We all know that to improve our medical health we should not smoke, exercise more and have better eating habits.

Now, new research suggests psychological and social support can convey health protective values on par with the famous threesome.

Historically, the influence of psychological and social influences on quality of life and life duration has received less attention than behavioral factors.

Brandeis University researchers Margie E. Lachman, Ph.D. and Stefan Agrigoroaei, Ph.D. reviewed findings from the The Midlife in the U.S. (MIDUS) study. MIDUS was a prospective study assessing health status of 3,626 adults ages 32 to 84 at two periods about 10 years apart.

The researchers discovered that with proper protective elements in place, declines in health could be delayed by up to a decade.

Their findings indicate that specific psychological, social, and physical protective factors are associated with better health in later life.

The research identified physical exercise, social support and control beliefs, individually and in combination, as significant predictors of change in functional health, above and beyond the negative effects of the traditional risk factors.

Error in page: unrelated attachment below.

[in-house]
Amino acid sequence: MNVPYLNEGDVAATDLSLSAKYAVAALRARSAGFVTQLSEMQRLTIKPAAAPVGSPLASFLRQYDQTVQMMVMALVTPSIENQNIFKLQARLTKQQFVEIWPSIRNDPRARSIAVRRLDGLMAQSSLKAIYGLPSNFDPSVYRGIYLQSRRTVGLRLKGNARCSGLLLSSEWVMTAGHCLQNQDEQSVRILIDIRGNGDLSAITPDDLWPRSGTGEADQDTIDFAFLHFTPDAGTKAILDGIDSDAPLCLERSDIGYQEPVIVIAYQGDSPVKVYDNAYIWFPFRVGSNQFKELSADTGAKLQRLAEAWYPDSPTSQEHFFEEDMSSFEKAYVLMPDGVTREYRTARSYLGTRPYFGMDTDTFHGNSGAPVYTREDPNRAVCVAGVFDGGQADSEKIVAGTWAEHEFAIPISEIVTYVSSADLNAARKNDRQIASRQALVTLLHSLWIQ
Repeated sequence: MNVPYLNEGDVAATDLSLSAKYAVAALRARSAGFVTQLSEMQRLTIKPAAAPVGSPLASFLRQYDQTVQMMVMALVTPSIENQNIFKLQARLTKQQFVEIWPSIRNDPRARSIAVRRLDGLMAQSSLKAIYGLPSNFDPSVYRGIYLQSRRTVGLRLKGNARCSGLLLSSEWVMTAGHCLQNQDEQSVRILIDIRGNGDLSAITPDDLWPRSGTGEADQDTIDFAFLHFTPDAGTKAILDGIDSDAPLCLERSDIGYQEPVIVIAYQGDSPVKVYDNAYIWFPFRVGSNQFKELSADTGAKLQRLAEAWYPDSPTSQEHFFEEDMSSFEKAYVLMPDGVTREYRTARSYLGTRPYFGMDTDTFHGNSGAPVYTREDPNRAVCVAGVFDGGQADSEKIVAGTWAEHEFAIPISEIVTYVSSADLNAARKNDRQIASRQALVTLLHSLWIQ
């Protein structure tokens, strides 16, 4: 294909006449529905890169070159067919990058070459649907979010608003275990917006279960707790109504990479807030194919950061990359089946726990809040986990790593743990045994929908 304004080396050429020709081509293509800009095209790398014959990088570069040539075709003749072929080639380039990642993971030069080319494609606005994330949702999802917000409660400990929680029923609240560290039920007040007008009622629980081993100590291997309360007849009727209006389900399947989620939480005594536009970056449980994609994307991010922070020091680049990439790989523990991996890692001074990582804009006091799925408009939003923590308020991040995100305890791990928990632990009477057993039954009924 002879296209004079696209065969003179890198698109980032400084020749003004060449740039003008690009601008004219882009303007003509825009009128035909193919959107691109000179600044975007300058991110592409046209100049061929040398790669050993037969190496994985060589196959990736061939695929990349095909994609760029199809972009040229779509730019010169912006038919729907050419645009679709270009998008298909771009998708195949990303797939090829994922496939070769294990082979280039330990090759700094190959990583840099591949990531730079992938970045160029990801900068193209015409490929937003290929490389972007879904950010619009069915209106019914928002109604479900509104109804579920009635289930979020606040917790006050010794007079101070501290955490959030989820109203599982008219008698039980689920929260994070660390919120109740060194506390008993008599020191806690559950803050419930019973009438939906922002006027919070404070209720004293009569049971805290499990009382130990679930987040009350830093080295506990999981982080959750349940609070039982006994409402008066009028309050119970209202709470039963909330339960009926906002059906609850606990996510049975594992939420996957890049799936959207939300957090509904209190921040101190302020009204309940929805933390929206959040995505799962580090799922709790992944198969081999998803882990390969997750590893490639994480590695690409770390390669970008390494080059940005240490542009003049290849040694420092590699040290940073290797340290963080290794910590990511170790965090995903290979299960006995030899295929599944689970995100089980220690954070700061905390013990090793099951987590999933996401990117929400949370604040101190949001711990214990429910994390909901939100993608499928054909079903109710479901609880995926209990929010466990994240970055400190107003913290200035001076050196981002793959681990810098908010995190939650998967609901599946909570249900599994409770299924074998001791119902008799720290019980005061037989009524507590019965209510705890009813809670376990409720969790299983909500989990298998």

“Control beliefs” refer to a person’s sense of how much they can influence important life outcomes. Those who have a greater sense of control are more likely to engage in health-promoting behaviors, such as getting exercise and eating right. Suppotive social relationships can promote health by reducing stress and encouraging healthy behaviors.

The research is reported in an article “Promoting Functional Health in Midlife and Old Age: Long-Term Protective Effects of Control Beliefs, Social Support, and Physical Exercise,” just published in PLosOne.

The researchers note that the results are encouraging for the prospect of developing interventions to promote functional health, and for reducing public health costs for disabilities later in life.

Source: Brandeis University